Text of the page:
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Relationship Between Preoperative Hypoalbuminemia and Postoperative Pneumonia Following Geriatric Hip Fracture Surgery: A Propensity-Score Matched and Conditional Logistic Regression Analysis
Authors Tian Y, Zhu Y, Zhang K, Tian M, Qin S, Li X
Received 6 December 2021
Accepted for publication 28 March 2022
Published 13 April 2022 Volume 2022:17 Pages 495—503
Checked for plagiarism Yes
Review by Single anonymous peer review
Peer reviewer comments 4
Editor who approved publication: Dr Zhi-Ying Wu
Yunxu Tian,1 Yanbin Zhu,1,2 Kexin Zhang,1 Miao Tian,1 Shuhui Qin,2 Xiuting Li1
1Department of Orthopaedic Surgery, The 3rd Hospital of Hebei Medical University, Shijiazhuang, 050051, Hebei, People’s Republic of China; 2Hebei Bone Research Institute, Key Laboratory of Biomechanics of Hebei Province, Shijiazhuang, 050051, Hebei, People’s Republic of China
Correspondence: Yanbin Zhu; Xiuting Li, Department of Orthopaedic Surgery, The 3rd Hospital of Hebei Medical University, Shijiazhuang, 050051, Hebei, People’s Republic of China, Email [email protected]; [email protected]
Background: Pneumonia is a devastating complication following geriatric hip fracture surgery, and preoperative hypoalbuminemia may be a potentially modifiable factor leading to improved outcome. This study aimed to quantify the relationship between preoperative hypoalbuminemia and postoperative pneumonia.
Methods: We retrospectively reviewed the medical records of elderly patients (≥ 60 years) who underwent surgeries for hip fracture in a tertiary referral center between 2016 and 2020. According to the preoperative serum albumin level, they were divided into two groups: < 35 g/ L and ≥ 35 g/ L. To reduce potential confounding, propensity score matching (PSM) in a 1:1 ratio was performed, with the caliper value set as 0.002; and further conditional logistic regression analysis was used to control the other potential confounders to determine the association strength.
Results: Among 3,147 eligible patients included, PSM yielded 1,318 matched patients, with 659 in each respective group, suggesting significantly improved balance in most variables (standardized mean deviation improvement range, 20.7% to 99.1%), except for basophil count. The conditional logistic regression analysis, adjusted for PS and other intra- or post-operative variables, showed 6.18-fold (relative ratio, 6.18; 95% CI, 3.15– 11.98; P< 0.001) increased risk of postoperative pneumonia associated with preoperative hypoalbuminemia.
Conclusion: Preoperative hypoalbuminemia was identified to be independently and highly associated with development of postoperative pneumonia in elderly patients undergoing hip fracture surgeries. However, whether the patients who had such condition may benefit from preoperative targeted nutritional support needs to be clarified by more prospective studies.
Keywords: hip fracture, geriatric population, hypoalbuminemia, pneumonia
Pneumonia is one of the most prevalent complications in geriatric patients following surgeries for hip fracture, with a reported range of 5.1% to 14.9%.1–3 Its rapid progression can lead to complications in other parts of the lung, such as pleural effusion and atelectasis, and in some, particularly morbid patients, multiple organ dysfunction may be complicated leading to deterioration of the condition.4–6 In spite of the standard and multimodal therapy in medical care, elderly patients who have developed pneumonia after surgeries for hip fracture have an increased 3.05-fold risk of 30-day mortality, prolonged hospital-stay by 1.6-fold, and increased risk of readmission by 79.1%.4,7,8 Substantial evidence has suggested that hypoalbuminemia, a remarkable serum indicator for malnutrition, has a significant effect on prognosis, as it can impair immune system and cardiopulmonary functions.9 Furthermore, in elderly patients who generally have morbid conditions or poor functional ability, perioperative malnutrition can occur in 17.4%-50%.10–12 Therefore, a clear and adequate understanding of perioperative serum albumin level and its relation to postoperative complications should better inform the perioperative management of hip fracture in elderly patients.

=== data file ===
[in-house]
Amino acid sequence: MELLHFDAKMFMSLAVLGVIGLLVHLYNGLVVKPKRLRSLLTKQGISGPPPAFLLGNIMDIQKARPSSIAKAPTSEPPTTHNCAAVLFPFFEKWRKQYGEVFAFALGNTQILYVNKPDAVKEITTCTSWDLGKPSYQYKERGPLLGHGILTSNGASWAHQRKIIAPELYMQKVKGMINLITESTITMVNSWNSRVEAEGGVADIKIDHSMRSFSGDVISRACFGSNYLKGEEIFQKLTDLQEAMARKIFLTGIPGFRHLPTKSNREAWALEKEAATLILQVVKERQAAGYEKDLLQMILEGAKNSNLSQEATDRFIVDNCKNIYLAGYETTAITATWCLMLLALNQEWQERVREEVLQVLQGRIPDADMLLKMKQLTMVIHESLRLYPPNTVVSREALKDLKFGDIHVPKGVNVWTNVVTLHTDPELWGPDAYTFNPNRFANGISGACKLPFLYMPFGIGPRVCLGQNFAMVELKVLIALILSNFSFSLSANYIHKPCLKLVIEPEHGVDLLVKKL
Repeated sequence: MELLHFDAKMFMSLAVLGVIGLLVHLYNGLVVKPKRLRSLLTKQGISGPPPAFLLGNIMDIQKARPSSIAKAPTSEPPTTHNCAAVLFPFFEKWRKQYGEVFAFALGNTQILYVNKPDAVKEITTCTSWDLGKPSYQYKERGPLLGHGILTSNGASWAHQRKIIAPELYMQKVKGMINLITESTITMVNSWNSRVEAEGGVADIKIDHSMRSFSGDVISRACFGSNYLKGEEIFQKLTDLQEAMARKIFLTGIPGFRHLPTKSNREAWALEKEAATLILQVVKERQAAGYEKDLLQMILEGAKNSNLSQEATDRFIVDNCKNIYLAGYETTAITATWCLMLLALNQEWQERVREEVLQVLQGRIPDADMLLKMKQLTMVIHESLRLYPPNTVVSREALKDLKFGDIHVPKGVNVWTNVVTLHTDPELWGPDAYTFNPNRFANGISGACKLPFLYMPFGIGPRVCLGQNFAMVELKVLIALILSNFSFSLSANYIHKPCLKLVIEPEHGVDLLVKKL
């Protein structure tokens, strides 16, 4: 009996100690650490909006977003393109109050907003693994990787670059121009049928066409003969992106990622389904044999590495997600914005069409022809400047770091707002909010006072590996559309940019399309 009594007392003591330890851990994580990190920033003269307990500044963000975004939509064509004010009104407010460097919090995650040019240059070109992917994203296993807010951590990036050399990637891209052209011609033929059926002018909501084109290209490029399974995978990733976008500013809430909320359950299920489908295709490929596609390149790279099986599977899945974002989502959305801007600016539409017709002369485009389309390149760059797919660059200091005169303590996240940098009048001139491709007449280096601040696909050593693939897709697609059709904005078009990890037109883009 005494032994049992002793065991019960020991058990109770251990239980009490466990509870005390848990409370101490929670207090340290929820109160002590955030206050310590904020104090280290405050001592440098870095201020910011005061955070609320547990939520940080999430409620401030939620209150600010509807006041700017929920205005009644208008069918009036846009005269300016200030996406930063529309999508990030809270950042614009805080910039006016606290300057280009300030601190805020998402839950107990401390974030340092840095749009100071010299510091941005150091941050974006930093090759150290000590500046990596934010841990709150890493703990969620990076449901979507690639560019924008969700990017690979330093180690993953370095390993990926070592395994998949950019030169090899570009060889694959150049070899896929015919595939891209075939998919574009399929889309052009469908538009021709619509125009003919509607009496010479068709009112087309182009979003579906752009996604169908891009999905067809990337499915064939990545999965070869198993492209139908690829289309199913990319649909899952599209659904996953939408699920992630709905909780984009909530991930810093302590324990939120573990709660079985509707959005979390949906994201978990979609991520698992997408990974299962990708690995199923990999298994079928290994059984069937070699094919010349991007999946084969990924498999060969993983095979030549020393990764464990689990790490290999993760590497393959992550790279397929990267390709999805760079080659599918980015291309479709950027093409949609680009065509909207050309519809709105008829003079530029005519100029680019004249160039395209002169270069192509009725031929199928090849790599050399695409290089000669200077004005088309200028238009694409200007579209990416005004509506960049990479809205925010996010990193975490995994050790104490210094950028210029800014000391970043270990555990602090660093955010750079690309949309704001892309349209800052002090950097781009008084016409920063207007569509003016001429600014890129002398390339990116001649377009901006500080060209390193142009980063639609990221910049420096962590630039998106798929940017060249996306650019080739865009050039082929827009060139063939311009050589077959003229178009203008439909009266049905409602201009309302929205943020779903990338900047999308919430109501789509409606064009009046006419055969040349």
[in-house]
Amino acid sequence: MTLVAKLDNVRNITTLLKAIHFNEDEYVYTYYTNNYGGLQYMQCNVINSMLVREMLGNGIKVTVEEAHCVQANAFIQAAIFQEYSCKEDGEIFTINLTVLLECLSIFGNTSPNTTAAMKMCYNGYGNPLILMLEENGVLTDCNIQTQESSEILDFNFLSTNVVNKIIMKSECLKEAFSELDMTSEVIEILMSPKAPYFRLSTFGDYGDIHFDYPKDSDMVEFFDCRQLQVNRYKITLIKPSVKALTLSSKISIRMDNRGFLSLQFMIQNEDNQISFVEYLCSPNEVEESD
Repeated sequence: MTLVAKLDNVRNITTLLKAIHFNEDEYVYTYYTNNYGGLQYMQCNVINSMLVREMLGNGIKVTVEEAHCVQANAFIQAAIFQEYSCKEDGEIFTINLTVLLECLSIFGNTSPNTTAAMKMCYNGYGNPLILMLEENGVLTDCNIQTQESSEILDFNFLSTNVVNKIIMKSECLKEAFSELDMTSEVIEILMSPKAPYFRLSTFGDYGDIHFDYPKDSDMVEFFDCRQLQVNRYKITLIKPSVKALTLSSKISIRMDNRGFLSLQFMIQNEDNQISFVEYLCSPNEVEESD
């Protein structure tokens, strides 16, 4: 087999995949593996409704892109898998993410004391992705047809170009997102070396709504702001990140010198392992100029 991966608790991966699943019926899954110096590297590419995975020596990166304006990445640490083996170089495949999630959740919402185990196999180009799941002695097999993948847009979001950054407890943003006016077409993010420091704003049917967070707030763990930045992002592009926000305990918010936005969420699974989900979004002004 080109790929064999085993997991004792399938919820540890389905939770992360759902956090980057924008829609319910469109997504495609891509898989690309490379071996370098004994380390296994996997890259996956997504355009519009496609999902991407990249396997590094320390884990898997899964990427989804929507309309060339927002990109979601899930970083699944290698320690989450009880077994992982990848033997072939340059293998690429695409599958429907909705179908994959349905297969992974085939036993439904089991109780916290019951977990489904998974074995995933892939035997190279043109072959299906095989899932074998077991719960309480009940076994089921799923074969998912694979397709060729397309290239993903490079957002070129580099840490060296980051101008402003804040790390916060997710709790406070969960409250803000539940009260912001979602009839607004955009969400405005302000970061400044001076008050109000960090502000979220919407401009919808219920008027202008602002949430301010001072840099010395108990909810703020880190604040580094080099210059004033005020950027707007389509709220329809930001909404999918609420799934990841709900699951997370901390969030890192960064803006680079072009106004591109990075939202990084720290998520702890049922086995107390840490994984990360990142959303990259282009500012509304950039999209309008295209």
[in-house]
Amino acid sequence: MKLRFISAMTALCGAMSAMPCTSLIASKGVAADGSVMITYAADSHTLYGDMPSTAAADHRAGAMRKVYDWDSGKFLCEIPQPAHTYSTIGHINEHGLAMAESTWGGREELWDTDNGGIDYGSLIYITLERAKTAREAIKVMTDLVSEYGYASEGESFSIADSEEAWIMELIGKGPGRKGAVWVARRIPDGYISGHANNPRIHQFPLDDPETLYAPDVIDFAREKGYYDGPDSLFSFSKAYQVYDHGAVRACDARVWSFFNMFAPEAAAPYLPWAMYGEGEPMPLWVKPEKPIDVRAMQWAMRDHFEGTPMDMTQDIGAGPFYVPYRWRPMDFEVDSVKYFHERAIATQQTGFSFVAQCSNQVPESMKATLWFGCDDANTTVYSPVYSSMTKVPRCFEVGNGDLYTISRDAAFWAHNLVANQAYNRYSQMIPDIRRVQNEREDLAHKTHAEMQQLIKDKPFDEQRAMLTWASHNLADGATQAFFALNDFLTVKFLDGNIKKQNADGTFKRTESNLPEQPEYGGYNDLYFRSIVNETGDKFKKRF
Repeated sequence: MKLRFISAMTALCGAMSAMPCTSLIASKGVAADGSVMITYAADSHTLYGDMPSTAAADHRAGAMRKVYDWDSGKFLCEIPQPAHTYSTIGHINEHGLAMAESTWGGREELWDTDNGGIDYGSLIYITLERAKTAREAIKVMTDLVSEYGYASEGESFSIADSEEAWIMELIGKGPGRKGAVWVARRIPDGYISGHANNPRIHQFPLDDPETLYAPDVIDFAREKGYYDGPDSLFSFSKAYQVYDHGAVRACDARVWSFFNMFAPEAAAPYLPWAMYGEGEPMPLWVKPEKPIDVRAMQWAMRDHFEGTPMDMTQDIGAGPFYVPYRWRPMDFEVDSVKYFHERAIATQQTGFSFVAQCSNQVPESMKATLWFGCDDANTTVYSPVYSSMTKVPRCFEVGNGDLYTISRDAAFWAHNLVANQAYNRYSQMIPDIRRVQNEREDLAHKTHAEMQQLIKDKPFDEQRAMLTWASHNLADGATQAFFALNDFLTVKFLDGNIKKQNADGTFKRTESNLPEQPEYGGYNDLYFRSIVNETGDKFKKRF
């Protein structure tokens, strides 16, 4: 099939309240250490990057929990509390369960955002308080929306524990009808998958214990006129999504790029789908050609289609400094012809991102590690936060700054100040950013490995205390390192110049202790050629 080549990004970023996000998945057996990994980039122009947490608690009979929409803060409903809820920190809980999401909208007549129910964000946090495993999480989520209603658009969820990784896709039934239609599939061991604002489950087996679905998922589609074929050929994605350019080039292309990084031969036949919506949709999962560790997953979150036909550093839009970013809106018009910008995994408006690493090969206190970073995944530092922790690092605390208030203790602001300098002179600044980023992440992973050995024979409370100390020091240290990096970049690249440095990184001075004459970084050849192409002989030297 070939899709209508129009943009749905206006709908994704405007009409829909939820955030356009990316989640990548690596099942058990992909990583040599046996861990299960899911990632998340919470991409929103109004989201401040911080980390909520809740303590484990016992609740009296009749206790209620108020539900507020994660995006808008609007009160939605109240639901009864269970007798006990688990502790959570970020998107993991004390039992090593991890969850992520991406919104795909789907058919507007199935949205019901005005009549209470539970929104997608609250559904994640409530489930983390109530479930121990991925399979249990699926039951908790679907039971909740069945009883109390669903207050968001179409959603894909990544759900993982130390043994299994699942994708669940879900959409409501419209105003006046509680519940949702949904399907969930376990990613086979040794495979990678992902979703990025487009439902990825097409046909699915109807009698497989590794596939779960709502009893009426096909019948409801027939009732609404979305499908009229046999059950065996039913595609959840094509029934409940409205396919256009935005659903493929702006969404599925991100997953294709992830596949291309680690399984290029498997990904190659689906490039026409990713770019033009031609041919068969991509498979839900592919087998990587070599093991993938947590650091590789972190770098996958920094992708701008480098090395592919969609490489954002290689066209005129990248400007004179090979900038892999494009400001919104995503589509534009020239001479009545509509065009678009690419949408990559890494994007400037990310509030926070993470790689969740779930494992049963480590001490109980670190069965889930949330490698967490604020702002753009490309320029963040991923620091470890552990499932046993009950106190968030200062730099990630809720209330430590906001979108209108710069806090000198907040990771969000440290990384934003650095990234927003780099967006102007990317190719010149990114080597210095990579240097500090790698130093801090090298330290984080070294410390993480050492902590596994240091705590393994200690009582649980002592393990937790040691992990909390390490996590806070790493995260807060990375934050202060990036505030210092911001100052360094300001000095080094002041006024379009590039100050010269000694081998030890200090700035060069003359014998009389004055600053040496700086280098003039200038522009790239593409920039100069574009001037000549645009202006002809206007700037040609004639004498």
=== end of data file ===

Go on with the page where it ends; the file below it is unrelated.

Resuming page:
Review of literature showed multiple attempts in investigation of the relationship between perioperative serum albumin level and complications as a composite or individually, following surgeries for hip fracture.13–16 However, several shortcomings might have limited the acquisition of the true association or the association magnitude, such as small sample size, relatively few clinical variables to include, and insufficient adjustment for confounders. In fact, confounding is one of the greatest risks to the scientificity and objectivity of a clinical study, because of the complexity and variability relating to a patient’s medical condition and clinician practice. As is known, in various surgical subspecialties (like thoracic and gastrointestinal surgery et al), preoperative serum albumin has been identified to be associated with postoperative pneumonia.17–19 However, extrapolation of these results to hip fracture orthopedics is not appropriate.
Based on the previous findings, we hypothesize that there is a correlative relationship between preoperative hypoalbuminemia and postoperative pneumonia following geriatric hip fracture surgery.